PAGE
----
Boldness comes from the basis of belief, trust and identity. If we have those three in line, then nothing is stopping us from being bold. I love the above verse. Peter and John had just healed someone and their actions had been witnessed as bold by the priests and other religious men. I like first how it says that they were perceived to be uneducated and common men! They were not super spiritual, educated or qualified by worldly or church standards, which leaves us all without excuse. But, the next part is the best. “And they recognized that they had been with Jesus.” I know that the verse probably literally means that they had recognized the men because they had been seen with Jesus, but what an amazing truth we can pull from this statement. When we have a relationship with Jesus and we are walking in trust and belief and our identity is in that relationship, boldness will be the outcome.

I know personally when we think of being bold we think of doing something drastic and scary and it may seem overwhelming. The best part of this is, although we are called to step out in faith and be bold, it doesn’t totally come from the inner strength that we can muster up on our own. It comes from being with Jesus. It flows out of our relationship with Him. We are not all called to be “live in a hut” type missionaries, but we are all called to be intentional about living for God wherever we find ourselves. We are asked to live lives of surrender and boldness, and that looks different for all of us.

The key to living boldly is to live with Jesus; to have a relationship with Him, to know Him and be known by Him. When we hang out with Jesus, people will recognize that we have been with Him because of our bold actions. This year I have been learning my limitations of faith and the places where fear paralyzes me. This year I have also won many battles against fear and stepped out in ways I would have never imagined. More than anything I want the security of knowing and being known by Jesus, for my life to be a reflection of that by the boldness and surrender that flows out of that relationship. I want more than anything for people to recognize that I have been with Jesus!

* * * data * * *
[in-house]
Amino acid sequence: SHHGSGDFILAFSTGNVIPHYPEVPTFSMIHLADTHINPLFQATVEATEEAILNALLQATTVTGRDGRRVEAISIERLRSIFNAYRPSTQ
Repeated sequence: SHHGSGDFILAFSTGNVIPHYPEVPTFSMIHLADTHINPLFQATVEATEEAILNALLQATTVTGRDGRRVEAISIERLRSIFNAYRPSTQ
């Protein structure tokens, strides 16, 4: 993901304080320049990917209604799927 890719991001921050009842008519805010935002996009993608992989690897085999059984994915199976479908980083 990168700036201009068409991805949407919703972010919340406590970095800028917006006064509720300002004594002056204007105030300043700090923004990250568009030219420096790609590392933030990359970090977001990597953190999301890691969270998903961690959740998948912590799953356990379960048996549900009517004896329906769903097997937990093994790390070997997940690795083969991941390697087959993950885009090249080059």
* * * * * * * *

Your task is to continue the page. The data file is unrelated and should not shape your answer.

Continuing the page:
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[Editor’s Note: This week we are hearing the story of a young mom who is actively choosing to surrender her heart, mind and daily life in following the example of Jesus Christ through surrender to the God she loves.  She and her husband have committed to providing a compassionate response and care to “the least of these” who suffer in great need, both spiritually and physically, and in the process they are learning more about God’s heart of love for themselves, for their family, and for the world.  It is an inspiring story and we hope you will be touched as you read her insights. If you have further questions for our contributor, feel free to leave a comment below and she will respond as soon as possible.]

“See how very much our Father loves us, for He calls us his children, and that is what we are! But the people who belong to this world don’t recognize that we are God’s children because they don’t know Him.”  

~ 1 John 3:1

How we think God views us is what fuels our walk with Him. Identity is the filter we see our world through. Who we think we are is how we will relate and react to everything around us. I heard a pastor recently ask how we viewed God seeing us. Do we think of Him as up above looking down at us, watching and approving or disapproving of our every action? Or, do we see Him as sitting across from us, looking at us lovingly, interested in what we say and think and feel?

Many times the Bible talks about God viewing us as His children as He portrays Himself as the loving Father. Depending on our relationship with our earthly father, this can be challenging for us to view God this way. Our earthly fathers are only human and I am sure even the best of them failed us many times. I look at my husband, at myself, and at our parenting together. How many times we have had to ask God and our children for forgiveness for not reacting out of love towards them. And they are still so young! So whether we had a good or bad relationship with our earthly fathers, it becomes irrelevant when considering how God views us. His view is not based upon human flaws but on the solid truth of His love for us.

 “You parents—if your children ask for a loaf of bread, do you give them a stone instead? Or if they ask for a fish, do you give them a snake? Of course not! So if you sinful people know how to give good gifts to your children, how much more will your heavenly Father give good gifts to those who ask Him.”

~ Matthew 7:9-11